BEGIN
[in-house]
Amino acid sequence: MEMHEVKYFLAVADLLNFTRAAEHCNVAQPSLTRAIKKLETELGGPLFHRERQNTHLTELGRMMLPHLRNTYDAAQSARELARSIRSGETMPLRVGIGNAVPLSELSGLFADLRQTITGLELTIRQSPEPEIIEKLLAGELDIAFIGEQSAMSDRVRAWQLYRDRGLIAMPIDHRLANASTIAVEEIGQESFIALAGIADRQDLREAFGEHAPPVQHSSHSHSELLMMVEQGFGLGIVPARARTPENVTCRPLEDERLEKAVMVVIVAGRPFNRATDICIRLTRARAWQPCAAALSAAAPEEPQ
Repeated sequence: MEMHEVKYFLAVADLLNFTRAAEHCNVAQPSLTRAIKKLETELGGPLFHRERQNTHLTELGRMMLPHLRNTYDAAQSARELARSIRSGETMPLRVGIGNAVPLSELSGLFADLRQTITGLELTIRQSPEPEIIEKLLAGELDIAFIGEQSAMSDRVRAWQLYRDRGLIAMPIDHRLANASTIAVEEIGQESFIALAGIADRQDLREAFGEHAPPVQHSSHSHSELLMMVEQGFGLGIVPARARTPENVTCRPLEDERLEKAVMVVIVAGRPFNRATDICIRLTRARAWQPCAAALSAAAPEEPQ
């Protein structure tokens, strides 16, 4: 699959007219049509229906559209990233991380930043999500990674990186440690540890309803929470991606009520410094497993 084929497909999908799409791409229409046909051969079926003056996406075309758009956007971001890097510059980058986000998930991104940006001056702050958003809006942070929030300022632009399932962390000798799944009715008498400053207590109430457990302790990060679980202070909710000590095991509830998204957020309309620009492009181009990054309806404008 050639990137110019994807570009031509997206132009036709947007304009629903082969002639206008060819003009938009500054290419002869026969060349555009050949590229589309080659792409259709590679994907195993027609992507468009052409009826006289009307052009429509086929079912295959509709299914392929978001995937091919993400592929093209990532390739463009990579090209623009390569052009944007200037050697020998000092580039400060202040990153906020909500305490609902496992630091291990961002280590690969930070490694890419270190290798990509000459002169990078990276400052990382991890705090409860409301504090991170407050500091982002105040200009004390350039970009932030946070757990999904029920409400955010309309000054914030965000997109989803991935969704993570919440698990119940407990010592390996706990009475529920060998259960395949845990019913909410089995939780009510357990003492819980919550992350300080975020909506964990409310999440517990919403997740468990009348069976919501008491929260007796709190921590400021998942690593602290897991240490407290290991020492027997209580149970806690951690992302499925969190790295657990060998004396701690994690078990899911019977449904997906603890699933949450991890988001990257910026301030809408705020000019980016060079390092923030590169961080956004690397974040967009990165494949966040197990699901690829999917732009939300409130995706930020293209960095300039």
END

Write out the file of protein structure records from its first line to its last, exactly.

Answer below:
[in-house]
Amino acid sequence: MEMHEVKYFLAVADLLNFTRAAEHCNVAQPSLTRAIKKLETELGGPLFHRERQNTHLTELGRMMLPHLRNTYDAAQSARELARSIRSGETMPLRVGIGNAVPLSELSGLFADLRQTITGLELTIRQSPEPEIIEKLLAGELDIAFIGEQSAMSDRVRAWQLYRDRGLIAMPIDHRLANASTIAVEEIGQESFIALAGIADRQDLREAFGEHAPPVQHSSHSHSELLMMVEQGFGLGIVPARARTPENVTCRPLEDERLEKAVMVVIVAGRPFNRATDICIRLTRARAWQPCAAALSAAAPEEPQ
Repeated sequence: MEMHEVKYFLAVADLLNFTRAAEHCNVAQPSLTRAIKKLETELGGPLFHRERQNTHLTELGRMMLPHLRNTYDAAQSARELARSIRSGETMPLRVGIGNAVPLSELSGLFADLRQTITGLELTIRQSPEPEIIEKLLAGELDIAFIGEQSAMSDRVRAWQLYRDRGLIAMPIDHRLANASTIAVEEIGQESFIALAGIADRQDLREAFGEHAPPVQHSSHSHSELLMMVEQGFGLGIVPARARTPENVTCRPLEDERLEKAVMVVIVAGRPFNRATDICIRLTRARAWQPCAAALSAAAPEEPQ
């Protein structure tokens, strides 16, 4: 699959007219049509229906559209990233991380930043999500990674990186440690540890309803929470991606009520410094497993 084929497909999908799409791409229409046909051969079926003056996406075309758009956007971001890097510059980058986000998930991104940006001056702050958003809006942070929030300022632009399932962390000798799944009715008498400053207590109430457990302790990060679980202070909710000590095991509830998204957020309309620009492009181009990054309806404008 050639990137110019994807570009031509997206132009036709947007304009629903082969002639206008060819003009938009500054290419002869026969060349555009050949590229589309080659792409259709590679994907195993027609992507468009052409009826006289009307052009429509086929079912295959509709299914392929978001995937091919993400592929093209990532390739463009990579090209623009390569052009944007200037050697020998000092580039400060202040990153906020909500305490609902496992630091291990961002280590690969930070490694890419270190290798990509000459002169990078990276400052990382991890705090409860409301504090991170407050500091982002105040200009004390350039970009932030946070757990999904029920409400955010309309000054914030965000997109989803991935969704993570919440698990119940407990010592390996706990009475529920060998259960395949845990019913909410089995939780009510357990003492819980919550992350300080975020909506964990409310999440517990919403997740468990009348069976919501008491929260007796709190921590400021998942690593602290897991240490407290290991020492027997209580149970806690951690992302499925969190790295657990060998004396701690994690078990899911019977449904997906603890699933949450991890988001990257910026301030809408705020000019980016060079390092923030590169961080956004690397974040967009990165494949966040197990699901690829999917732009939300409130995706930020293209960095300039």